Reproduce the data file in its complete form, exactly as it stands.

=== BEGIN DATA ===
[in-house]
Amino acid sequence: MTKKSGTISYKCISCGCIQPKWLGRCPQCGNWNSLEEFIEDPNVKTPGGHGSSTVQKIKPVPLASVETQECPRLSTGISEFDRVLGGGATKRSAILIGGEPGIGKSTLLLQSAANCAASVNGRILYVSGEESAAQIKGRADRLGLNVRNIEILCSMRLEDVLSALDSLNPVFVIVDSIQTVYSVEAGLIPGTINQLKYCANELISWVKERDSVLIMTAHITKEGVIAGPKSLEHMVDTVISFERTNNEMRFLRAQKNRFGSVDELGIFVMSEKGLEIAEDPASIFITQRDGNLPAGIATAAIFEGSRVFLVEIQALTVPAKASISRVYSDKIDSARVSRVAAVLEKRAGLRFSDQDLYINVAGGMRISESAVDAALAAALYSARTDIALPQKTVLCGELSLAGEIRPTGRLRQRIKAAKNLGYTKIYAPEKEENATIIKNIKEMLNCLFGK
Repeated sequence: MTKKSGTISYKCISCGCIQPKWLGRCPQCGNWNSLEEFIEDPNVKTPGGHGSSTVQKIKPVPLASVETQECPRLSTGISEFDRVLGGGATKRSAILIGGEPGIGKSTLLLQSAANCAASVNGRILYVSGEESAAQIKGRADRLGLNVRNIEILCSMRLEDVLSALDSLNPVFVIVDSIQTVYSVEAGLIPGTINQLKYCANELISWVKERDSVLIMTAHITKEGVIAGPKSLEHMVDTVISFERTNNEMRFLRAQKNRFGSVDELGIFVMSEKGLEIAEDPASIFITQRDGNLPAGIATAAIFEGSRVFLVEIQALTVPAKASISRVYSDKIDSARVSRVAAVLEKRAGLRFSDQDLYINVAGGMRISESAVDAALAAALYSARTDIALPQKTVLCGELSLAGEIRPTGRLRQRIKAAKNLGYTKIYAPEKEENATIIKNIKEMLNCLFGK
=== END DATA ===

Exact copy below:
[in-house]
Amino acid sequence: MTKKSGTISYKCISCGCIQPKWLGRCPQCGNWNSLEEFIEDPNVKTPGGHGSSTVQKIKPVPLASVETQECPRLSTGISEFDRVLGGGATKRSAILIGGEPGIGKSTLLLQSAANCAASVNGRILYVSGEESAAQIKGRADRLGLNVRNIEILCSMRLEDVLSALDSLNPVFVIVDSIQTVYSVEAGLIPGTINQLKYCANELISWVKERDSVLIMTAHITKEGVIAGPKSLEHMVDTVISFERTNNEMRFLRAQKNRFGSVDELGIFVMSEKGLEIAEDPASIFITQRDGNLPAGIATAAIFEGSRVFLVEIQALTVPAKASISRVYSDKIDSARVSRVAAVLEKRAGLRFSDQDLYINVAGGMRISESAVDAALAAALYSARTDIALPQKTVLCGELSLAGEIRPTGRLRQRIKAAKNLGYTKIYAPEKEENATIIKNIKEMLNCLFGK
Repeated sequence: MTKKSGTISYKCISCGCIQPKWLGRCPQCGNWNSLEEFIEDPNVKTPGGHGSSTVQKIKPVPLASVETQECPRLSTGISEFDRVLGGGATKRSAILIGGEPGIGKSTLLLQSAANCAASVNGRILYVSGEESAAQIKGRADRLGLNVRNIEILCSMRLEDVLSALDSLNPVFVIVDSIQTVYSVEAGLIPGTINQLKYCANELISWVKERDSVLIMTAHITKEGVIAGPKSLEHMVDTVISFERTNNEMRFLRAQKNRFGSVDELGIFVMSEKGLEIAEDPASIFITQRDGNLPAGIATAAIFEGSRVFLVEIQALTVPAKASISRVYSDKIDSARVSRVAAVLEKRAGLRFSDQDLYINVAGGMRISESAVDAALAAALYSARTDIALPQKTVLCGELSLAGEIRPTGRLRQRIKAAKNLGYTKIYAPEKEENATIIKNIKEMLNCLFGK